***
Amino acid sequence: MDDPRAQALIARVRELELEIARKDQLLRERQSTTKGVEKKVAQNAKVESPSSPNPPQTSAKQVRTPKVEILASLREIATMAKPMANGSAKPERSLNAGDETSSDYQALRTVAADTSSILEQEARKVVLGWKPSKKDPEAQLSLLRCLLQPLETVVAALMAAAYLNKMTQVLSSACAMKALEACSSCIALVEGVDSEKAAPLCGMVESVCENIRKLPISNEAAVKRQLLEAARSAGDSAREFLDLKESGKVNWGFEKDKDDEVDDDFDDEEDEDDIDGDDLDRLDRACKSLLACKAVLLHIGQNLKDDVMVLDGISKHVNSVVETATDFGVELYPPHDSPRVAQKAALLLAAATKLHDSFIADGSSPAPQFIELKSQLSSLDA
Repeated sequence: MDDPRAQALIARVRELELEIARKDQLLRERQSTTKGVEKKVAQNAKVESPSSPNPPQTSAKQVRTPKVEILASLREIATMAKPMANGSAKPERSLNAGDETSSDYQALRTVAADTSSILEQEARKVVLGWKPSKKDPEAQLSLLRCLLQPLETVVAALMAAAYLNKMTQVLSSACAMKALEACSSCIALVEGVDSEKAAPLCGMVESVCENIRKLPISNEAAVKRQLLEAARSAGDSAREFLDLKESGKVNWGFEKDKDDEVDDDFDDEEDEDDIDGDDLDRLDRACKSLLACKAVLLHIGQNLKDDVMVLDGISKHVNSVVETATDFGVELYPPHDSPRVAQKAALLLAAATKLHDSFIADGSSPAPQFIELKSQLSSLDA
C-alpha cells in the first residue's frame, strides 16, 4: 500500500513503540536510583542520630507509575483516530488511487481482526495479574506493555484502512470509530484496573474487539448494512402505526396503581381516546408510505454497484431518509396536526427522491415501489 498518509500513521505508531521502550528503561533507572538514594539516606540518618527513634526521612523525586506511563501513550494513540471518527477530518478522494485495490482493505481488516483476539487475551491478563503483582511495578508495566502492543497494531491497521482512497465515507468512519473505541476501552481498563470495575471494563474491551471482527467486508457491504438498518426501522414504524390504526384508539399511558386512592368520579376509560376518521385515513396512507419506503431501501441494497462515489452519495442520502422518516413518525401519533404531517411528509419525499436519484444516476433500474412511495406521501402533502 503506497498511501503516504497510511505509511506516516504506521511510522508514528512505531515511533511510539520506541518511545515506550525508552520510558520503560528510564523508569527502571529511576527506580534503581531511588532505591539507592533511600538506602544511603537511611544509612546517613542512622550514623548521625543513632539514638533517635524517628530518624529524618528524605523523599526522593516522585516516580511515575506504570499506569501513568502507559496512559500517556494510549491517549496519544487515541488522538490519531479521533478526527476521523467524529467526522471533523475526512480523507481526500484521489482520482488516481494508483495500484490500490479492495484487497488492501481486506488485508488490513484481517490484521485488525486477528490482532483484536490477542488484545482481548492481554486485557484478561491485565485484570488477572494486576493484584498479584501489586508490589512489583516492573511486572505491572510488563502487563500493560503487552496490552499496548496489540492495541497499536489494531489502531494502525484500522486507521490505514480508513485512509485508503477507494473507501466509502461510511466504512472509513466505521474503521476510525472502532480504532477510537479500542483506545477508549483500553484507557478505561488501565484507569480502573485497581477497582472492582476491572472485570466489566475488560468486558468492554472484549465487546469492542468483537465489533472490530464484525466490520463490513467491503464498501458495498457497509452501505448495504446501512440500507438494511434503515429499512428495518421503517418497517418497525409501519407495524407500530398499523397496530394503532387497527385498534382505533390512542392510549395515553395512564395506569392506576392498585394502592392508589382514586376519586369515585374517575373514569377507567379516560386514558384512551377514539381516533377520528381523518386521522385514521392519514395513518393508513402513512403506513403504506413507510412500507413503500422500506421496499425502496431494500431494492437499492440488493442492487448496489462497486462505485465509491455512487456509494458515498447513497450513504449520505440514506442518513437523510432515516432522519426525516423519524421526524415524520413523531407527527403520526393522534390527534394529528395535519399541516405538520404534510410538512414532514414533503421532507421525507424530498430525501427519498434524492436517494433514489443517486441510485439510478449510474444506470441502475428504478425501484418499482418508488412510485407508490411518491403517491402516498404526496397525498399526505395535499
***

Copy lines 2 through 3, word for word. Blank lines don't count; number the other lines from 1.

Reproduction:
Repeated sequence: MDDPRAQALIARVRELELEIARKDQLLRERQSTTKGVEKKVAQNAKVESPSSPNPPQTSAKQVRTPKVEILASLREIATMAKPMANGSAKPERSLNAGDETSSDYQALRTVAADTSSILEQEARKVVLGWKPSKKDPEAQLSLLRCLLQPLETVVAALMAAAYLNKMTQVLSSACAMKALEACSSCIALVEGVDSEKAAPLCGMVESVCENIRKLPISNEAAVKRQLLEAARSAGDSAREFLDLKESGKVNWGFEKDKDDEVDDDFDDEEDEDDIDGDDLDRLDRACKSLLACKAVLLHIGQNLKDDVMVLDGISKHVNSVVETATDFGVELYPPHDSPRVAQKAALLLAAATKLHDSFIADGSSPAPQFIELKSQLSSLDA
C-alpha cells in the first residue's frame, strides 16, 4: 500500500513503540536510583542520630507509575483516530488511487481482526495479574506493555484502512470509530484496573474487539448494512402505526396503581381516546408510505454497484431518509396536526427522491415501489 498518509500513521505508531521502550528503561533507572538514594539516606540518618527513634526521612523525586506511563501513550494513540471518527477530518478522494485495490482493505481488516483476539487475551491478563503483582511495578508495566502492543497494531491497521482512497465515507468512519473505541476501552481498563470495575471494563474491551471482527467486508457491504438498518426501522414504524390504526384508539399511558386512592368520579376509560376518521385515513396512507419506503431501501441494497462515489452519495442520502422518516413518525401519533404531517411528509419525499436519484444516476433500474412511495406521501402533502 503506497498511501503516504497510511505509511506516516504506521511510522508514528512505531515511533511510539520506541518511545515506550525508552520510558520503560528510564523508569527502571529511576527506580534503581531511588532505591539507592533511600538506602544511603537511611544509612546517613542512622550514623548521625543513632539514638533517635524517628530518624529524618528524605523523599526522593516522585516516580511515575506504570499506569501513568502507559496512559500517556494510549491517549496519544487515541488522538490519531479521533478526527476521523467524529467526522471533523475526512480523507481526500484521489482520482488516481494508483495500484490500490479492495484487497488492501481486506488485508488490513484481517490484521485488525486477528490482532483484536490477542488484545482481548492481554486485557484478561491485565485484570488477572494486576493484584498479584501489586508490589512489583516492573511486572505491572510488563502487563500493560503487552496490552499496548496489540492495541497499536489494531489502531494502525484500522486507521490505514480508513485512509485508503477507494473507501466509502461510511466504512472509513466505521474503521476510525472502532480504532477510537479500542483506545477508549483500553484507557478505561488501565484507569480502573485497581477497582472492582476491572472485570466489566475488560468486558468492554472484549465487546469492542468483537465489533472490530464484525466490520463490513467491503464498501458495498457497509452501505448495504446501512440500507438494511434503515429499512428495518421503517418497517418497525409501519407495524407500530398499523397496530394503532387497527385498534382505533390512542392510549395515553395512564395506569392506576392498585394502592392508589382514586376519586369515585374517575373514569377507567379516560386514558384512551377514539381516533377520528381523518386521522385514521392519514395513518393508513402513512403506513403504506413507510412500507413503500422500506421496499425502496431494500431494492437499492440488493442492487448496489462497486462505485465509491455512487456509494458515498447513497450513504449520505440514506442518513437523510432515516432522519426525516423519524421526524415524520413523531407527527403520526393522534390527534394529528395535519399541516405538520404534510410538512414532514414533503421532507421525507424530498430525501427519498434524492436517494433514489443517486441510485439510478449510474444506470441502475428504478425501484418499482418508488412510485407508490411518491403517491402516498404526496397525498399526505395535499